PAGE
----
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Genetic and Rare Diseases Information Center (GARD)

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Your Question

Can you tell me anything about hidradenocarcinoma?  My sister has it and the doctor didn't know much about it.  And I can't find much on it.

Our Answer

We have identified the following information that we hope you find helpful. If you still have questions, please contact us.

What is hidradenocarcinoma?

Hidradenocarcinoma is a tumor caused by the abnormal growth of cells in a sweat gland.  It is a type of cancer that usually begins as a single spot (lesion) on the skin of the head or neck, but it has also been found on other parts of the body.[1][2]  This type of tumor typically develops in older individuals (after age 40).[2]  Each hidradenocarcinoma develops differently over time; some may stay the same size and others grow rapidly.  Sometimes it may spread into nearby tissues, or to more distant parts of the body in a process called metastasis.  It is not known why some hidradenocarcinomas progress rapidly while others remain stable.[2]
Last updated: 9/25/2013

How might hidradenocarcinoma be treated?

Because hidradenocarcinoma is quite rare, there are no established guidelines for treatment.  Treatment is determined by the size and location of each particular cancer and the extent to which cancer cells may have spread to nearby lymph nodes or tissues.  Surgery is often the first step and aims to remove as much of the cancer as possible.[2]  Both a traditional surgical technique, known as wide local excision, and the newer Mohs micrographic surgery have been used to remove hidradenocarcinomas.  Radiation therapy, performed by a doctor known as radiation oncologist, has been used after surgery in patients with hidradenocarcinoma to destroy any cancer cells that may remain at the original location of the tumor or in the lymph nodes.[2][3]  Chemotherapy, performed by a doctor known as a medical oncologist, has not yet been proven as effective treatment for hidradenocarcinomas.[1]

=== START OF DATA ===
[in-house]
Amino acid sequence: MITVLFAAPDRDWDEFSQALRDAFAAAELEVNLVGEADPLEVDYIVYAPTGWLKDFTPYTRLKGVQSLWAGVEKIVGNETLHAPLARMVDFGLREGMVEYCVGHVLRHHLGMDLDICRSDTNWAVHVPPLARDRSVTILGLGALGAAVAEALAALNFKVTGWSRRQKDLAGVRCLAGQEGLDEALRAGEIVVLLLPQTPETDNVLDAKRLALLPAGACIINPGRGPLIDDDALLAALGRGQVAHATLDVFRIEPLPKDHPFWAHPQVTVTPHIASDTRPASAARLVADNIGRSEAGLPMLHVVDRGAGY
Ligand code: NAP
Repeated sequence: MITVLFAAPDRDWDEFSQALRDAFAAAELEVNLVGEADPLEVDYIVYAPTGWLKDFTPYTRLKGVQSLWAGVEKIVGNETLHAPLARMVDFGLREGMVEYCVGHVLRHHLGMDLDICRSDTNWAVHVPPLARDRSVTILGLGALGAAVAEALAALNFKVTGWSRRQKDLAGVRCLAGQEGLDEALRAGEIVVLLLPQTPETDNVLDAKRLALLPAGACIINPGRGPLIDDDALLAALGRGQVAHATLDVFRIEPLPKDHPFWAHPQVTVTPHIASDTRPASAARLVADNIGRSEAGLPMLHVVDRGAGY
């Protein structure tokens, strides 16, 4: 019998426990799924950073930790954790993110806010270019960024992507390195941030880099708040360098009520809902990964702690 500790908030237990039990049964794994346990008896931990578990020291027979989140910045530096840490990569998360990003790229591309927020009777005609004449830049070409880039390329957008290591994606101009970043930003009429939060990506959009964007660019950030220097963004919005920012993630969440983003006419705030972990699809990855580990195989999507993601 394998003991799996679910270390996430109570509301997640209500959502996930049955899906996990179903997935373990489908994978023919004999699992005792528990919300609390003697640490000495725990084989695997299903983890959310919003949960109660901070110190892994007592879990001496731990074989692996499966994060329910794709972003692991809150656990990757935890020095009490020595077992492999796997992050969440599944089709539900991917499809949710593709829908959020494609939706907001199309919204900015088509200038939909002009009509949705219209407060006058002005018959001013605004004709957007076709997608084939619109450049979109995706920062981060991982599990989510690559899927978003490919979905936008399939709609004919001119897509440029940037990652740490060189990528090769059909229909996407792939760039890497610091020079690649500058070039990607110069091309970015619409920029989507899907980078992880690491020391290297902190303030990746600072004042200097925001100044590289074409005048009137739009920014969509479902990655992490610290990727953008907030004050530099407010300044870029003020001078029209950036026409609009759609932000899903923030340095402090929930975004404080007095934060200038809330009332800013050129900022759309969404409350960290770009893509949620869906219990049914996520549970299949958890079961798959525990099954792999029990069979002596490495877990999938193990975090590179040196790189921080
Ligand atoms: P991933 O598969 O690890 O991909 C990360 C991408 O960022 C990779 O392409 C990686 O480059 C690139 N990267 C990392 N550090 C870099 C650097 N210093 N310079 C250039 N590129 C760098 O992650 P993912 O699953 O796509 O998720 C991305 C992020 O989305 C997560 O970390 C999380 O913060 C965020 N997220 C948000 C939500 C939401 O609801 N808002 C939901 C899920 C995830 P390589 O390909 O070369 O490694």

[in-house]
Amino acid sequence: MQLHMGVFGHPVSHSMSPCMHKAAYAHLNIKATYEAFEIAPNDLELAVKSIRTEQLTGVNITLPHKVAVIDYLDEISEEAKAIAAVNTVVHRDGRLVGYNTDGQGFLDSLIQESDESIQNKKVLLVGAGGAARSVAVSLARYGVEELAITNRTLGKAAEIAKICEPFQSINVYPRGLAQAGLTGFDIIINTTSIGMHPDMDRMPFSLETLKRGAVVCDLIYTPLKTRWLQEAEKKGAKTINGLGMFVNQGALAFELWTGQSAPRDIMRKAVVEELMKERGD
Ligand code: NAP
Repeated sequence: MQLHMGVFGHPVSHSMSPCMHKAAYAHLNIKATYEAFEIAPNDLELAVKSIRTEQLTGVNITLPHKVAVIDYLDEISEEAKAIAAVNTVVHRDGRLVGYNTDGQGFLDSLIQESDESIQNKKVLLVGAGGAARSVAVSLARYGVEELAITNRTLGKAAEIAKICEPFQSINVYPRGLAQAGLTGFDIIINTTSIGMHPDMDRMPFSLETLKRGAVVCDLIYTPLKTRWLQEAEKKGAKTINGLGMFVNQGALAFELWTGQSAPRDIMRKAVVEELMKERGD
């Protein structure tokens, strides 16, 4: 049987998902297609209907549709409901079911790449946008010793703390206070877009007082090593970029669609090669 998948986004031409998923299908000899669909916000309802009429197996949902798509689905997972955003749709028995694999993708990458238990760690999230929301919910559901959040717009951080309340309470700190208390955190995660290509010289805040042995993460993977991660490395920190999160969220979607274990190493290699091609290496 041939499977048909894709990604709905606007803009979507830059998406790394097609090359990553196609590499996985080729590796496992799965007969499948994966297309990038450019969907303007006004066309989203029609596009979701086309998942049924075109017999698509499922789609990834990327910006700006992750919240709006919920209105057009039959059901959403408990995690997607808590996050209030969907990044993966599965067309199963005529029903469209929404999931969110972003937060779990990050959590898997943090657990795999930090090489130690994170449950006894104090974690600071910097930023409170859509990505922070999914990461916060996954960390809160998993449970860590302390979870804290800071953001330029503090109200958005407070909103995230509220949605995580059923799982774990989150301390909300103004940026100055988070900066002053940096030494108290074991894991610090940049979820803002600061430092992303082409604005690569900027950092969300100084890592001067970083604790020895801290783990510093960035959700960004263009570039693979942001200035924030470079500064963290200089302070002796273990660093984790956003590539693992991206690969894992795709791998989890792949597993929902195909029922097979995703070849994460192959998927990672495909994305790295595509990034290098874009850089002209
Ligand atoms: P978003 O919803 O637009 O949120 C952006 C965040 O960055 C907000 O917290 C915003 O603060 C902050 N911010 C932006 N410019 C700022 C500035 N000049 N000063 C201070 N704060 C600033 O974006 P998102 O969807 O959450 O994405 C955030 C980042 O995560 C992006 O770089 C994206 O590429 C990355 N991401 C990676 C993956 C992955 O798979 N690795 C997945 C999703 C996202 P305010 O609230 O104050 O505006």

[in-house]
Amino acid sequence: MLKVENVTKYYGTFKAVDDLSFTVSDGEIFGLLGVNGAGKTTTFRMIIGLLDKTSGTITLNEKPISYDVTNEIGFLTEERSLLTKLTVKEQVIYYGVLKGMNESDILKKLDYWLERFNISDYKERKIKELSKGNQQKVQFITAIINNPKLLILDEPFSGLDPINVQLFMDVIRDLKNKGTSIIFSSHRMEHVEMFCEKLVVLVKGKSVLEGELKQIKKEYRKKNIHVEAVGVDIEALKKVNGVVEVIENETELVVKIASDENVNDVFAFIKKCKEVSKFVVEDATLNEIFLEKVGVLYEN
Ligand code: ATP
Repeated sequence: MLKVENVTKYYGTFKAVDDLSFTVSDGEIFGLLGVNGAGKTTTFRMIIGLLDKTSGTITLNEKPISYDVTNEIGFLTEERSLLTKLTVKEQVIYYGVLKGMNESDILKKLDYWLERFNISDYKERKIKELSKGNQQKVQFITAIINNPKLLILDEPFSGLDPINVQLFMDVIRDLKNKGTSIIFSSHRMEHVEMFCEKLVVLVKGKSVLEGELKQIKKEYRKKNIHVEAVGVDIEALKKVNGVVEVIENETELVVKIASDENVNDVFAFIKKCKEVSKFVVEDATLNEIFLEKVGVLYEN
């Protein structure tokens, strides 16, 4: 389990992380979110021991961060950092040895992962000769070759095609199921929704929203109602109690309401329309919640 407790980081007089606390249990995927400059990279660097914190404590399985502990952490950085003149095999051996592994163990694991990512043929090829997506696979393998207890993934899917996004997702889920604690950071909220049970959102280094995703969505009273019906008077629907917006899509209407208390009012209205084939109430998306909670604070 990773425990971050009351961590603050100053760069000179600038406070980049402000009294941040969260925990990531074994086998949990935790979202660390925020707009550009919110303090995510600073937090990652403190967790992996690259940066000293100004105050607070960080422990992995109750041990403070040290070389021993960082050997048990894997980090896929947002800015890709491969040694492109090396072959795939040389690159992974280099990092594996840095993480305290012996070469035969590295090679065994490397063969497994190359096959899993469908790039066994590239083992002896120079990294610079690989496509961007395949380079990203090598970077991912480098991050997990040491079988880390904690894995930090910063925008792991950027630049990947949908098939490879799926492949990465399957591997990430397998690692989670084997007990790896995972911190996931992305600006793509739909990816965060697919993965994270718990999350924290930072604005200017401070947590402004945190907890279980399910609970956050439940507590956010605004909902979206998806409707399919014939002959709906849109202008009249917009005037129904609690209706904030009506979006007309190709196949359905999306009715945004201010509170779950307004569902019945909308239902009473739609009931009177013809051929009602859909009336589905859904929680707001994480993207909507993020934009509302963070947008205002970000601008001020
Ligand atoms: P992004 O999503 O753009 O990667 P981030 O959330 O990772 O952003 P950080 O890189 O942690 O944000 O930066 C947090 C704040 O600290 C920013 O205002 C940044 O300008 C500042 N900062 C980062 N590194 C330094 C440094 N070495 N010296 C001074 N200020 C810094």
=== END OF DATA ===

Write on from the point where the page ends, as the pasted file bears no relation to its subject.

Last updated: 11/17/2011

How common is hidradenocarcinoma?

Cancers of the sweat gland (including hidradenocarcinoma) are considered rare and are estimated to occur in about 0.05% of individuals (1 in 2000) in the United States.[4]
Last updated: 9/25/2013

  • Wong A, Mollick DK, Siegel, DM. Eccrine Carcinoma. eMedicine. March 26, 2010; Accessed 10/25/2010.
  • Gauerke S, Driscoll JJ. Hidradenocarcinoma: A Brief Review and Future Directions. Archives of Pathology & Laboratory Medicine. May 2010; 134:781-785. Accessed 11/17/2011.
  • Yavel R, Hinshaw M, Rao V, Hartig GK, Harari PM, Stewart D, Snow SN. Hidradenomas and a hidradenocarcinoma of the scalp managed using Mohs micrographic surgery and a multidisciplinary approach: case reports and review of the literature. Dermatologic Surgery. 2009; 35:273-281. Accessed 11/16/2011.
  • Gauerke S, Driscoll JJ. Hidradenocarcinomas: A Brief Review and Future Directions. Archives of Pathology and Laboratory Medicine. May 2010;